Romney is now trying to appeal to a broad swath of voters in the middle and make up ground with women, with whom he is lagging badly.

Ryan addressed the summit on Friday and bashed the Obama administration for its proposed ruling earlier this year, ordering Catholic hospitals and schools to deliver birth control as part of his health care reform plan. After an uproar, a compromise was reached that required insurance companies to provide contraception instead.

But Romney argues that the White House is waging a "war on religion" and attendees at the conference repeatedly referred to the platform fight at the Democratic convention in Charlotte in which "God" was originally removed from the platform language (Obama intervened to have it restored).

But conservatives interviewed were not only concerned about Obama. They also expressed concern about Romney's demeanor on the stump, wishing he could be more at ease while campaigning.

"Would I like Romney to be more homey, off-the-cuff, like Ronald Reagan? That would be nice," said Jim Vogus, 54, of Redding, Calif., who originally supported Herman Cain.

Still, even if Romney wasn't their first choice, everyone here said that the universal desire to defeat Obama helped rally social conservatives behind the former Massachusetts governor.

"I think all that [GOP division] is now behind us," said David Thomas, 58, of Houston. "While I think [Romney] has independently brought people to him, there has been a whole air of unity to defeat Obama."

Those feelings are consistent with polling on the issue, which shows that Romney supporters are split between backing him on his own merits and backing him to oppose Obama. In a CNN poll released last week, 48 percent of Romney supporters said their vote was for Romney, while 47 percent said they were voting for him as a vote against Obama.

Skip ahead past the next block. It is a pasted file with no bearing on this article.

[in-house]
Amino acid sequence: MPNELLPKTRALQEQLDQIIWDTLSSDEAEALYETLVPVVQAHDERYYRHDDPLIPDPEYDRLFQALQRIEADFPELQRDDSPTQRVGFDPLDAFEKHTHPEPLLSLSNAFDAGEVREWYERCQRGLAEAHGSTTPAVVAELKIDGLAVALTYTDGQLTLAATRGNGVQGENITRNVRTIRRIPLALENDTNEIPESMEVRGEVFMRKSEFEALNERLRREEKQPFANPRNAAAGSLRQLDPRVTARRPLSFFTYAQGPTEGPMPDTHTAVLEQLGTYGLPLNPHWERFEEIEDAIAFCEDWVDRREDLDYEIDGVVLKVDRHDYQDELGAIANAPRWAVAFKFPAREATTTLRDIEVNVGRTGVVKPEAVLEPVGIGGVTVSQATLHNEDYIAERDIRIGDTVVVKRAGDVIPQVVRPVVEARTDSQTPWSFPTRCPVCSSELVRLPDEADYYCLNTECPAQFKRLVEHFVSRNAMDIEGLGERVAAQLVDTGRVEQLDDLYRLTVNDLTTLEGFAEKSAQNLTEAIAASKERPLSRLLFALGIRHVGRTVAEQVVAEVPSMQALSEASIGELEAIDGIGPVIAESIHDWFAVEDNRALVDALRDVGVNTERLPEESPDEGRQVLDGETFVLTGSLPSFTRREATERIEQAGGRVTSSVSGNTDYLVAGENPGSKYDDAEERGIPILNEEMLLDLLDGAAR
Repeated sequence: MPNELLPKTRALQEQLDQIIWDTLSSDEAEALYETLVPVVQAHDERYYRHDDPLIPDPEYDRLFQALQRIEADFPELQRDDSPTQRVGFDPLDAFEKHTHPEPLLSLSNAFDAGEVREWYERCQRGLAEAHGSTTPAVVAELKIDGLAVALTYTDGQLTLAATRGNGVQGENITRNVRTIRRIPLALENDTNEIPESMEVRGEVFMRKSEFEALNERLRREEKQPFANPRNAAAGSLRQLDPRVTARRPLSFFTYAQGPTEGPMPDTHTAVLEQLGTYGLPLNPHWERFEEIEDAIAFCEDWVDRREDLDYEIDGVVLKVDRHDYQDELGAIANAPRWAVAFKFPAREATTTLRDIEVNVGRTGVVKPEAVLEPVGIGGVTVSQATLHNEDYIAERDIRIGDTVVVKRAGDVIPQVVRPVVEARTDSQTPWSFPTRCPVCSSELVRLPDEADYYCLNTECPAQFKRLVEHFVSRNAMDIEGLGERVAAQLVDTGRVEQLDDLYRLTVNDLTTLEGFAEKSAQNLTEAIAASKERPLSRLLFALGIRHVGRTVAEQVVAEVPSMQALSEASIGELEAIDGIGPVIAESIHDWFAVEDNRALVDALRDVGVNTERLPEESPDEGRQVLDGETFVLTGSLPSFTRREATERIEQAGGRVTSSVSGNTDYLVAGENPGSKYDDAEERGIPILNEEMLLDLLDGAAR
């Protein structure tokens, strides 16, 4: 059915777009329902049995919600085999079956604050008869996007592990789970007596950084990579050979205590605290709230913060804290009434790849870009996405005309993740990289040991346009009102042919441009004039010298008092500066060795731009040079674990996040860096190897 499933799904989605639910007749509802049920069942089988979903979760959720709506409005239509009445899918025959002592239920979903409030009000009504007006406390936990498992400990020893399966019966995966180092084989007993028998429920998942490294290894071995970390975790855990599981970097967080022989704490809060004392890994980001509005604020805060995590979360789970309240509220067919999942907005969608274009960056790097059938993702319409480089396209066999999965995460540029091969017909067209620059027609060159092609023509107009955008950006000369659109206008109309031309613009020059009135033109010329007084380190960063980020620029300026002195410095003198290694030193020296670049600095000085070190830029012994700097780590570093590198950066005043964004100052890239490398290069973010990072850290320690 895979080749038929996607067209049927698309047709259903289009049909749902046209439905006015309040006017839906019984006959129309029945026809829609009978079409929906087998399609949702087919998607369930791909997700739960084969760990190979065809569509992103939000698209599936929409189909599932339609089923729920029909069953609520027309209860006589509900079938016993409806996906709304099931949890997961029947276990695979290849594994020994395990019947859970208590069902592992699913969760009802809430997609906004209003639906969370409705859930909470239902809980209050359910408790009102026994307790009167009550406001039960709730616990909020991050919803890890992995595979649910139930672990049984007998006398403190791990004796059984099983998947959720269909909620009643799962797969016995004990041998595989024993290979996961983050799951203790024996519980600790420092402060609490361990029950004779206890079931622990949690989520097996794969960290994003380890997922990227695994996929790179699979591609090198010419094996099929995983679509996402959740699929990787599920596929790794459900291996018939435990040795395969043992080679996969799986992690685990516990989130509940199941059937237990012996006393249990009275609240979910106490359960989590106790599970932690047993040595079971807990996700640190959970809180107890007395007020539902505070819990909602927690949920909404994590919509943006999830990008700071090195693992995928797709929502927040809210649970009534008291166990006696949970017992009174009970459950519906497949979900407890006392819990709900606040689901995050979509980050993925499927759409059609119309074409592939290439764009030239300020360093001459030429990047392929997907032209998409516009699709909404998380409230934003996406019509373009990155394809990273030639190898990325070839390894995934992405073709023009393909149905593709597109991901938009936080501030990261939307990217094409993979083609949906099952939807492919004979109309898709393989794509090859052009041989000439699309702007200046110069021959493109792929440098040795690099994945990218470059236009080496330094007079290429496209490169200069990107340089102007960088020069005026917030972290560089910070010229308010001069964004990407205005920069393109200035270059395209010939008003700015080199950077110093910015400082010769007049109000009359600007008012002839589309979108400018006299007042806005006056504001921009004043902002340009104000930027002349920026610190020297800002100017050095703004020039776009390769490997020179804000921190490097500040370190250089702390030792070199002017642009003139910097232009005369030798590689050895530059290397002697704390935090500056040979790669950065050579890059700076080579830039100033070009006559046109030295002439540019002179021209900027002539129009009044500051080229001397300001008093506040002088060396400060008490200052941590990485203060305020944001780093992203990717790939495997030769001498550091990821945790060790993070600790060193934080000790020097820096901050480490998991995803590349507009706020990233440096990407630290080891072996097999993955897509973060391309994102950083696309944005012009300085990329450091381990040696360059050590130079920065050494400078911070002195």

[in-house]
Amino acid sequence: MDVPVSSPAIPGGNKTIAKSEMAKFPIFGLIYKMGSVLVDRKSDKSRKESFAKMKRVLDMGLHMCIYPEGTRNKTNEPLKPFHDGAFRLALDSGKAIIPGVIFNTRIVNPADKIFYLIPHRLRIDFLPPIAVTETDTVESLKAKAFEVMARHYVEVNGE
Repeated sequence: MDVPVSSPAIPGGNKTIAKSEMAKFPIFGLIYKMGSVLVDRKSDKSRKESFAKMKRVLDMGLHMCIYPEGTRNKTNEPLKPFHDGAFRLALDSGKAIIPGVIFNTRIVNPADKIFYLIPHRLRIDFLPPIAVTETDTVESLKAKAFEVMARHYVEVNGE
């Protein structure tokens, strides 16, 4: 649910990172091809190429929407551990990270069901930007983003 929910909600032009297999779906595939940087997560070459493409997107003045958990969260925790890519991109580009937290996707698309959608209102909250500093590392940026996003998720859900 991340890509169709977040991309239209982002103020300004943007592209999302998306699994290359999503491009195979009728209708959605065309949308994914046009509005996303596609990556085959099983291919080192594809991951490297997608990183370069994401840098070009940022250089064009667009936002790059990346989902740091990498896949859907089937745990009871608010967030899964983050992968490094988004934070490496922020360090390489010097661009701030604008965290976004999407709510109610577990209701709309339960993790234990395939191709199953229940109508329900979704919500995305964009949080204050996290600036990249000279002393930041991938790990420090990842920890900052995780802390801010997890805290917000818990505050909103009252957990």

"There are a couple of things [Romney] could take a stronger stand on, but he's what we've got," said Jim Krott, 43, of Kinderhook, N.Y.

Those who are less than enthusiastic about Romney find redemption in Ryan, whose addition to the GOP ticket has reassured social conservatives.

In his speech, Ryan gave a full-throated defense of his anti-abortion rights stance and blasted Obama for his pro-abortion rights stance.

"When he tries to make Big Government sound reasonable and inclusive, the president likes to say we're all in this together," Ryan said. But those words have little meaning "coming from a politician who has never once lifted a hand to defend the most helpless and innocent of all human beings: the child waiting to be born."

Ryan's strongly conservative positions on social issues, coupled with his specific plans for fiscal cuts, have brought skeptics on board to the GOP ticket.

"My family and I weren't quite 100 percent on board with Mitt Romney, but we were really excited that he picked Paul Ryan," said Heidi Deutch, a 16-year-old volunteer for the Family Research Council-sponsored event.

Adding Ryan to the ticket, conservative voters said, helped assure them of where Romney stands on social issues.

"[Ryan] was a huge boost, because if there was any doubt about where Romney stood ... when he put Ryan on the ticket you can see where his thought process is," Vogus said.

Stott said he liked the Ryan pick because of the policy positions the Wisconsin lawmaker adds to the ticket, but also because he's proof that Romney chose the best man for the job, instead of trying to appeal to a particular demographic.

"I love Paul Ryan," he said. "I was just ecstatic when he chose Paul Ryan, which made me appreciate Romney more - he didn't go to ethnic groups, he didn't go to women's groups - he picked the man he thought could do the job."



 


 

by on Sep. 17, 2012 at 8:24 AM
Replies (81-86):
rccmom
by Gold Member on Sep. 18, 2012 at 4:09 PM


Quoting Meadowchik:


Quoting rccmom:
But we most likely have a fundamental disagreement on how much govt control tips a country into being a "socialist" country. Do you believe that the Republican forays into women's choice regarding abortion as socialistic? That is not socialistic, but authoritarian, perhaps.
For me, there has to be some govt control for the common good. There are a lot of complaints about cap and trade, but regulating pollution amounts is for the common good and is a role the fed govt should assume. In this area, pollution, we need sensible regulation, but regulation nonetheless. In general I agree, but CO2 is a different story.  It is what we exhale, is not toxic to humans, and the policy Obama put in place may even make CO2 and other more dangerous chemical emissions increase.

As for the insurance companies, I think the way it has been currently handled is both immoral and insane. Obamacare is an attempt to remedy some of the more wrong practices. Intentions does not make it a good law.